Pinay given second chance at life following successful surgery in UAE

“I’m so happy because I thought I’d never walk again. Seeing my foot recovering and moving and my skin intact is truly a blessing,”

The UAE has once again proven that the country has one of the most advanced healthcare facilities in the world following the miraculous recovery of a Filipina who had undergone a series of operations to help her walk again.

34-year-old Filipina Ana Marisa Perez was admitted at Rashid Hospital after a car hit her while she was crossing the road with her dog. The driver of the car that hit Perez didn’t immediately notice what happened and continued to run over her body which resulted to exposed bones and muscle tissue, reports 999 Magazine.

Perez thanks the whole team behind Rashid Hospital who have all been instrumental in helping her recover from the mishap: “I’m so happy because I thought I’d never walk again. Seeing my foot recovering and moving and my skin intact is truly a blessing.”

Dr. Khalid Al Awaid, Head of the Hand and Microsurgery Unit at Rashid Hospital said that the hospital advised Perez to undergo skin grafting, one of the most advanced treatments for accident victims, along with a series of operations to help her avoid any other health complications. “Perez was admitted to Rashid Hospital’s ER with serious injuries. She lost a large area of skin from her groin to her left foot exposing her bones and muscle tissue. She also sustained a pelvic and leg fracture. After examining the case, Rashid Hospital doctors advised that an immediate grafting procedure be made to prevent any further complications,” Al Awaid told 999.

DR KHALID AL AWADI Head of the Hand and Microsurgery Unit at Rashid Hospital

Preventing complications

The process of skin grafting involves using skin to either serve as a temporary wound covering or as a permanent replacement for damaged or missing skin. In Perez’s case, Al Awaid said that they can’t use Perez’s own skin because her muscle tissues and bones were exposed.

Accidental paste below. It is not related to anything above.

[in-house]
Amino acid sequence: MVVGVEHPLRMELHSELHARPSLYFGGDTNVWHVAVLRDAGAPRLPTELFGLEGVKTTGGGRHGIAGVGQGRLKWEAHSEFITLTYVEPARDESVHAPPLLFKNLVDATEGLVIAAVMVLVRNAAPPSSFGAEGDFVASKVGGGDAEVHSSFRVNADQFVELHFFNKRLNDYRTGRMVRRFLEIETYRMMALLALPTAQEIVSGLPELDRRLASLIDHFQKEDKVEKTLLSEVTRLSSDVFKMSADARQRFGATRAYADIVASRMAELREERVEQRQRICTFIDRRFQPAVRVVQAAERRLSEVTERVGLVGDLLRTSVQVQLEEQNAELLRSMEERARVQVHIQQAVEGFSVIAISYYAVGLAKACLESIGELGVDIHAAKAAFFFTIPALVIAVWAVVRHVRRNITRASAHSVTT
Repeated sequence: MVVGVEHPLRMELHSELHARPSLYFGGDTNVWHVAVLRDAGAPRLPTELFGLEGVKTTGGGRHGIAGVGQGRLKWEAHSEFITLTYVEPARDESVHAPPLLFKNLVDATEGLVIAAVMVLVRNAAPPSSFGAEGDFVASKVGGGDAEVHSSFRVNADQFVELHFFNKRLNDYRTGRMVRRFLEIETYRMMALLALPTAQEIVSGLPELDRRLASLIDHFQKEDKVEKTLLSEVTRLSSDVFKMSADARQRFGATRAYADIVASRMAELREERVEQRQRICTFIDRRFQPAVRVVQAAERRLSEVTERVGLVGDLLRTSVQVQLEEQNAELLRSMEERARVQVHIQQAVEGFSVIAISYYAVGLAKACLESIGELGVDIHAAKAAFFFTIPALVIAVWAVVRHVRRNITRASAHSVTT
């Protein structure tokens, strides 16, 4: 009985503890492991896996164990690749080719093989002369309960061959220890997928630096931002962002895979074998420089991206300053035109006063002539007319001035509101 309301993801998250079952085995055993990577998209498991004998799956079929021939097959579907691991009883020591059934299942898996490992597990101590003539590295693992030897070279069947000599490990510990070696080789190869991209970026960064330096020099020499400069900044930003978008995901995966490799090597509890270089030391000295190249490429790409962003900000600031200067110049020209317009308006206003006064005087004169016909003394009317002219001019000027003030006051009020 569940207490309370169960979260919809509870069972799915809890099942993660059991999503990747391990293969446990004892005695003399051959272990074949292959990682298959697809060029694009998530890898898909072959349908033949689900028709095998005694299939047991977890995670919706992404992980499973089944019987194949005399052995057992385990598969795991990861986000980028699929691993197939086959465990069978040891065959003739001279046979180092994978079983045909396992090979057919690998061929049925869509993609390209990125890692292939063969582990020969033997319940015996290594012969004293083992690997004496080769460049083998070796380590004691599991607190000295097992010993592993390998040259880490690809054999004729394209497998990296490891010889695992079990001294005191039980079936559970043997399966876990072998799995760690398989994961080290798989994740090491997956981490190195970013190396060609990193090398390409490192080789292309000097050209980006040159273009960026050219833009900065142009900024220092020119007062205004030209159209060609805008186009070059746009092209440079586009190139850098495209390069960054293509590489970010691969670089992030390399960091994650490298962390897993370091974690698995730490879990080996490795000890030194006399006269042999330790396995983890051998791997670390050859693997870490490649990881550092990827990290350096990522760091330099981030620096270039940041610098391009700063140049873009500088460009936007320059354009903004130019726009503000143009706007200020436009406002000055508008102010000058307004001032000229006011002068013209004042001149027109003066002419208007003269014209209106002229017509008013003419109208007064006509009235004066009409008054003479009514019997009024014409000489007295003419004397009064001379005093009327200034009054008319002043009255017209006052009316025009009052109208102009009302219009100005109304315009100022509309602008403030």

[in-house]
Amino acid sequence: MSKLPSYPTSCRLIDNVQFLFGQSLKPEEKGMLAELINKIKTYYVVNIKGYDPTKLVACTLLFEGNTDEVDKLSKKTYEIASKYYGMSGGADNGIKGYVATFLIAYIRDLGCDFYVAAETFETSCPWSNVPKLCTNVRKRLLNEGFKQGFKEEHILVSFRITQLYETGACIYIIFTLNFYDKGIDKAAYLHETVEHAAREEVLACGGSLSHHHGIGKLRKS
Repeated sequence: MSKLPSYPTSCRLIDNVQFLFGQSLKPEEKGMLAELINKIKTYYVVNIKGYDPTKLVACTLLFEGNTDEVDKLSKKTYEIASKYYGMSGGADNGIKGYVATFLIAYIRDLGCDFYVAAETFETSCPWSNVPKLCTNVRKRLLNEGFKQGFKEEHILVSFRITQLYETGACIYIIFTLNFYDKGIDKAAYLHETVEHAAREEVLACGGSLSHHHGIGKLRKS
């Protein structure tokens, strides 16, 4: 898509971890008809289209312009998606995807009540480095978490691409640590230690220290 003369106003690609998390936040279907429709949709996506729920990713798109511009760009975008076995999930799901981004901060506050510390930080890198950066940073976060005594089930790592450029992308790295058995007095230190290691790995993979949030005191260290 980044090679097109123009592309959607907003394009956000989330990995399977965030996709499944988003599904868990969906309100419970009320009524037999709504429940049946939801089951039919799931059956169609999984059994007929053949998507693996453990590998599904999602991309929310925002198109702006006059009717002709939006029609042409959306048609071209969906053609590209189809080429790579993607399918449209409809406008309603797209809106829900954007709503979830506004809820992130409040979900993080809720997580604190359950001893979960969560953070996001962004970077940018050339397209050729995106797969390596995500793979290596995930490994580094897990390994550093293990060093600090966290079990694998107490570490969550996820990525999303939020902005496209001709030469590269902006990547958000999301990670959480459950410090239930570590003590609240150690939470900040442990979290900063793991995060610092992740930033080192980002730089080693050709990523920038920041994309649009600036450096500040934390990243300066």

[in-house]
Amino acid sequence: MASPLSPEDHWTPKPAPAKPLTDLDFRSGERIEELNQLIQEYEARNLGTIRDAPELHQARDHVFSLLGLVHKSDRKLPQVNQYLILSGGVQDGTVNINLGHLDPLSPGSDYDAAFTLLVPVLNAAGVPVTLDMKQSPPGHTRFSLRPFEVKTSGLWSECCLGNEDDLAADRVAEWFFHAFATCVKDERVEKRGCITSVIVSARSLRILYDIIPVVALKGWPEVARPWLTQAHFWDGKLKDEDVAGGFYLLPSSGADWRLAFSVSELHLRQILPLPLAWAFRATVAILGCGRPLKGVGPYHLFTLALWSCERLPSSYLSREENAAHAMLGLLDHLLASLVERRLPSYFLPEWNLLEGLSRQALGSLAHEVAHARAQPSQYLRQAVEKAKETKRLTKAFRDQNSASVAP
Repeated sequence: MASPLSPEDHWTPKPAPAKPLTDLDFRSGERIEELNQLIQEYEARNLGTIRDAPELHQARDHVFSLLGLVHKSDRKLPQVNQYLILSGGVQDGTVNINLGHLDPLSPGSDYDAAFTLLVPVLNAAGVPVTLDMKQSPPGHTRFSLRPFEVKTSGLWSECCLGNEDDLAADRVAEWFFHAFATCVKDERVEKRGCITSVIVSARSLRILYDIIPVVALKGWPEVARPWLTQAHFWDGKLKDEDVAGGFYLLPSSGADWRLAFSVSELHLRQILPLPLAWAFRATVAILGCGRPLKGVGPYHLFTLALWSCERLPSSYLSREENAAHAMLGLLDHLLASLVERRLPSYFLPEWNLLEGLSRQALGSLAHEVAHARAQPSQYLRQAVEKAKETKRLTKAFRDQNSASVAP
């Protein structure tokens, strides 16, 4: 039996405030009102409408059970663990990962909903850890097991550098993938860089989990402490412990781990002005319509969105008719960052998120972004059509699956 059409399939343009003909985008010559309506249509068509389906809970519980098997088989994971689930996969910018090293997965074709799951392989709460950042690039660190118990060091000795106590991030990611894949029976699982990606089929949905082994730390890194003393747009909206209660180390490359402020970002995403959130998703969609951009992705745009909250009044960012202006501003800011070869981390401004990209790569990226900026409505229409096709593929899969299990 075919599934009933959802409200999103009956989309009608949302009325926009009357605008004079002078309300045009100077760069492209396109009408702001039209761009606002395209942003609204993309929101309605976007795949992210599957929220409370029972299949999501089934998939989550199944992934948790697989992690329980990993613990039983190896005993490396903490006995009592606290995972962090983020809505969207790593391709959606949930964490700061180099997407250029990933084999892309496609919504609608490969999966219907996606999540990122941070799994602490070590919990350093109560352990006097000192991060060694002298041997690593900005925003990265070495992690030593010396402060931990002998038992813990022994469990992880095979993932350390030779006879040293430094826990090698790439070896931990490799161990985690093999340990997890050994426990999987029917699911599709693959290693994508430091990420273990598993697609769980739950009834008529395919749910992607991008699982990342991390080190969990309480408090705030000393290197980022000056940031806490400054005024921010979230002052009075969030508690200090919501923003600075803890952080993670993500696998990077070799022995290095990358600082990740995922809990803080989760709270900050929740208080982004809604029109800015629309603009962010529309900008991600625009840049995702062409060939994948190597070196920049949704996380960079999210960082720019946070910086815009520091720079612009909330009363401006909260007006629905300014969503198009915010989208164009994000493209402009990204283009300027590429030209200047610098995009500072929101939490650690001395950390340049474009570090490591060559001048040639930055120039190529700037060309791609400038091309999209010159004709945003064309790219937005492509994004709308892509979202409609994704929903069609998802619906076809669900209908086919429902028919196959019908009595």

Dr. Al Awaid’s team at Rashid Hospital had to resort to using cadaveric skin – which is skin processed from a deceased person to serve as a ‘scaffold’ for Perez’s exposed bones and muscle tissues: “The first step was cleaning the wound, and due to its severe state, it required numerous sessions. Because the bones were exposed, there was no base to graft the patient’s skin on, so we decided to use cadaveric skin and apply it on the exposed bones and tendon to act as a scaffold.”

“Five days later – after we made sure that the grafting procedure was successful and that the woman’s body had accepted and adapted to the new cadaveric skin – we started the second phase, which includes grafting the patient’s own skin and covering the cadaveric skin and wound,” he added.

The hospital carefully monitored Perez’s recovery and found out that her body was able to assimilate the transplanted cadaveric skin without traces of any infections and/or other health risks.

Al Awadi said the operation was a ‘complete success’ as Perez is now on the road to recovery. “She is now continuing her treatment with other departments at the hospital for the fractures she sustained and they will, hopefully, discharge her soon in good health,” said Dr Al Awadi.

Providing world-class treatment

Dr. Al Awadi said that while the process of skin grafting had been mostly used for plastic surgeries, it used to have its own limits depending on the part of the body. However, with the breakthrough findings in the field of medical science, the process of grafting has evolved with the use of artificial materials to help heal the exposed wounds.

The cadaveric skin used on Perez’s case was first processed thoroughly so that her body can accept it – but even so, the medical team had to monitor Perez’s vitals during the first few days to make sure that no further health risks will take place as it was also the first time Rashid Hospital did skin grafting with cadaveric skin.

The process of skin grafting using cadaveric skin is mostly used for burn cases, exposed bone or tendons, or if the person’s condition wouldn’t allow for a long procedure. Dr. Al Awadi shared with 999 one of his previous cases where a patient at Mafraq Hospital in Abu Dhabi five years ago sustained around 80% burns. The doctors grafted a mix of the patient’s skin with an animal’s processed skin for grafting to heal the wounds . The patient was discharged after full recovery with good aesthetic results.

Dr. Al Awadi said that while the basic procedure of skin grafting isn’t expensive, the use of the cadaveric skin would considerably increase the price of the procedure.

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